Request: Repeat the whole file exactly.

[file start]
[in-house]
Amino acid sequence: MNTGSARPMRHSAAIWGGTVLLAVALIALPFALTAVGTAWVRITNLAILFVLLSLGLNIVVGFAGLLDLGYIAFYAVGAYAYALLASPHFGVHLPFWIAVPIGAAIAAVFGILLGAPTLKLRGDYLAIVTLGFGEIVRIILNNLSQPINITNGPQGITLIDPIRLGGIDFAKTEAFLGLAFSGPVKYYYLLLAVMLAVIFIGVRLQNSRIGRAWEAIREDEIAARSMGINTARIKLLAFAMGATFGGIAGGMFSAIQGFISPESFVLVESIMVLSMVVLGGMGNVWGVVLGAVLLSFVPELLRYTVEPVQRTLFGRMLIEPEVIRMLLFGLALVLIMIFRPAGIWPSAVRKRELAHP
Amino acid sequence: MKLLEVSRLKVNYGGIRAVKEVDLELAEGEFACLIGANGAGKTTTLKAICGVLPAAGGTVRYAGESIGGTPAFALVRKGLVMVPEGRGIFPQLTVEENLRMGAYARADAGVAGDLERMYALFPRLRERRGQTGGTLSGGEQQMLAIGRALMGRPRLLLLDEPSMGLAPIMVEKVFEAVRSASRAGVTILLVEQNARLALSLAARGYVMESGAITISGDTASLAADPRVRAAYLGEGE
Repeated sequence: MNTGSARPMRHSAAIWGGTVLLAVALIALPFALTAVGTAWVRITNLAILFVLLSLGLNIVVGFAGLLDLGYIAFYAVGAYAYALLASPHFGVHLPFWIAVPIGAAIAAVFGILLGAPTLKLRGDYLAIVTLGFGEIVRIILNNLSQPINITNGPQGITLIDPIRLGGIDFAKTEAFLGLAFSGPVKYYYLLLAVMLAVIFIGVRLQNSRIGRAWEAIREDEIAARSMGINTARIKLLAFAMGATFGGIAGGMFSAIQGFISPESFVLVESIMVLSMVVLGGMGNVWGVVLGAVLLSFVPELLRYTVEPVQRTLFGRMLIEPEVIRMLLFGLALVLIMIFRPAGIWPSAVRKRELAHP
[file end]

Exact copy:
[in-house]
Amino acid sequence: MNTGSARPMRHSAAIWGGTVLLAVALIALPFALTAVGTAWVRITNLAILFVLLSLGLNIVVGFAGLLDLGYIAFYAVGAYAYALLASPHFGVHLPFWIAVPIGAAIAAVFGILLGAPTLKLRGDYLAIVTLGFGEIVRIILNNLSQPINITNGPQGITLIDPIRLGGIDFAKTEAFLGLAFSGPVKYYYLLLAVMLAVIFIGVRLQNSRIGRAWEAIREDEIAARSMGINTARIKLLAFAMGATFGGIAGGMFSAIQGFISPESFVLVESIMVLSMVVLGGMGNVWGVVLGAVLLSFVPELLRYTVEPVQRTLFGRMLIEPEVIRMLLFGLALVLIMIFRPAGIWPSAVRKRELAHP
Amino acid sequence: MKLLEVSRLKVNYGGIRAVKEVDLELAEGEFACLIGANGAGKTTTLKAICGVLPAAGGTVRYAGESIGGTPAFALVRKGLVMVPEGRGIFPQLTVEENLRMGAYARADAGVAGDLERMYALFPRLRERRGQTGGTLSGGEQQMLAIGRALMGRPRLLLLDEPSMGLAPIMVEKVFEAVRSASRAGVTILLVEQNARLALSLAARGYVMESGAITISGDTASLAADPRVRAAYLGEGE
Repeated sequence: MNTGSARPMRHSAAIWGGTVLLAVALIALPFALTAVGTAWVRITNLAILFVLLSLGLNIVVGFAGLLDLGYIAFYAVGAYAYALLASPHFGVHLPFWIAVPIGAAIAAVFGILLGAPTLKLRGDYLAIVTLGFGEIVRIILNNLSQPINITNGPQGITLIDPIRLGGIDFAKTEAFLGLAFSGPVKYYYLLLAVMLAVIFIGVRLQNSRIGRAWEAIREDEIAARSMGINTARIKLLAFAMGATFGGIAGGMFSAIQGFISPESFVLVESIMVLSMVVLGGMGNVWGVVLGAVLLSFVPELLRYTVEPVQRTLFGRMLIEPEVIRMLLFGLALVLIMIFRPAGIWPSAVRKRELAHP